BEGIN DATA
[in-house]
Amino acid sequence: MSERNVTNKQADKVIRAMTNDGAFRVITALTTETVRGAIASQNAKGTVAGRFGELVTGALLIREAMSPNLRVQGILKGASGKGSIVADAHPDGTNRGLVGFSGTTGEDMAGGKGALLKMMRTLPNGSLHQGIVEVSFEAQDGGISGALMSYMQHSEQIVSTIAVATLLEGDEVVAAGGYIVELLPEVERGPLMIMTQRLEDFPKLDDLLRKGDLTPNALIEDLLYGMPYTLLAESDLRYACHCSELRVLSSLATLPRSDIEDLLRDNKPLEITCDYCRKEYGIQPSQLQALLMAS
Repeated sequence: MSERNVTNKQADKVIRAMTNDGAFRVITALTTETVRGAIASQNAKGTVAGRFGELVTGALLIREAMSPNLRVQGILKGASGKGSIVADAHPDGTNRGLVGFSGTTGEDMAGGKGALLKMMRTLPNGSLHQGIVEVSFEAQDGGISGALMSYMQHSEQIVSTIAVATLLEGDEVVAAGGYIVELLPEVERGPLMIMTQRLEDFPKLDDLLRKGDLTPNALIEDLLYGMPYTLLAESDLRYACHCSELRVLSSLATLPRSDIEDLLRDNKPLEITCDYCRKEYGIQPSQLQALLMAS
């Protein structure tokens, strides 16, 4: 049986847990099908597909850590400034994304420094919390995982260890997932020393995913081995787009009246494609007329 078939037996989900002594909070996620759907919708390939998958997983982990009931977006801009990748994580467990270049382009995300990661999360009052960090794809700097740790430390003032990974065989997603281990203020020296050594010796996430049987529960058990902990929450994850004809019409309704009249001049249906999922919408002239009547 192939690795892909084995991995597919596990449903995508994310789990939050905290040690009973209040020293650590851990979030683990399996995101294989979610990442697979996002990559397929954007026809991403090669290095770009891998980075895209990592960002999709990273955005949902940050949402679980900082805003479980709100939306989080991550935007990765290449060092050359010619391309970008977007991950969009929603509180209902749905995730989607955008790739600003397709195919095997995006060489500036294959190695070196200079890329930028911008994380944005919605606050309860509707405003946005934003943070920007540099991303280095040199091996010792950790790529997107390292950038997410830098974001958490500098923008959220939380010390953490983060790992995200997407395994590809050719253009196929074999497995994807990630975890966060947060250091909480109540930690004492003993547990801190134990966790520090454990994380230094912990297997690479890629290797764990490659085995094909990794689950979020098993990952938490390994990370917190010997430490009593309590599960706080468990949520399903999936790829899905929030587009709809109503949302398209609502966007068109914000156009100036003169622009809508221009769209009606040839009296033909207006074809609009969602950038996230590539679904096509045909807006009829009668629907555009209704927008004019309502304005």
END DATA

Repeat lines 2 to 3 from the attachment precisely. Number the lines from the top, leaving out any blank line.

Amino acid sequence: MSERNVTNKQADKVIRAMTNDGAFRVITALTTETVRGAIASQNAKGTVAGRFGELVTGALLIREAMSPNLRVQGILKGASGKGSIVADAHPDGTNRGLVGFSGTTGEDMAGGKGALLKMMRTLPNGSLHQGIVEVSFEAQDGGISGALMSYMQHSEQIVSTIAVATLLEGDEVVAAGGYIVELLPEVERGPLMIMTQRLEDFPKLDDLLRKGDLTPNALIEDLLYGMPYTLLAESDLRYACHCSELRVLSSLATLPRSDIEDLLRDNKPLEITCDYCRKEYGIQPSQLQALLMAS
Repeated sequence: MSERNVTNKQADKVIRAMTNDGAFRVITALTTETVRGAIASQNAKGTVAGRFGELVTGALLIREAMSPNLRVQGILKGASGKGSIVADAHPDGTNRGLVGFSGTTGEDMAGGKGALLKMMRTLPNGSLHQGIVEVSFEAQDGGISGALMSYMQHSEQIVSTIAVATLLEGDEVVAAGGYIVELLPEVERGPLMIMTQRLEDFPKLDDLLRKGDLTPNALIEDLLYGMPYTLLAESDLRYACHCSELRVLSSLATLPRSDIEDLLRDNKPLEITCDYCRKEYGIQPSQLQALLMAS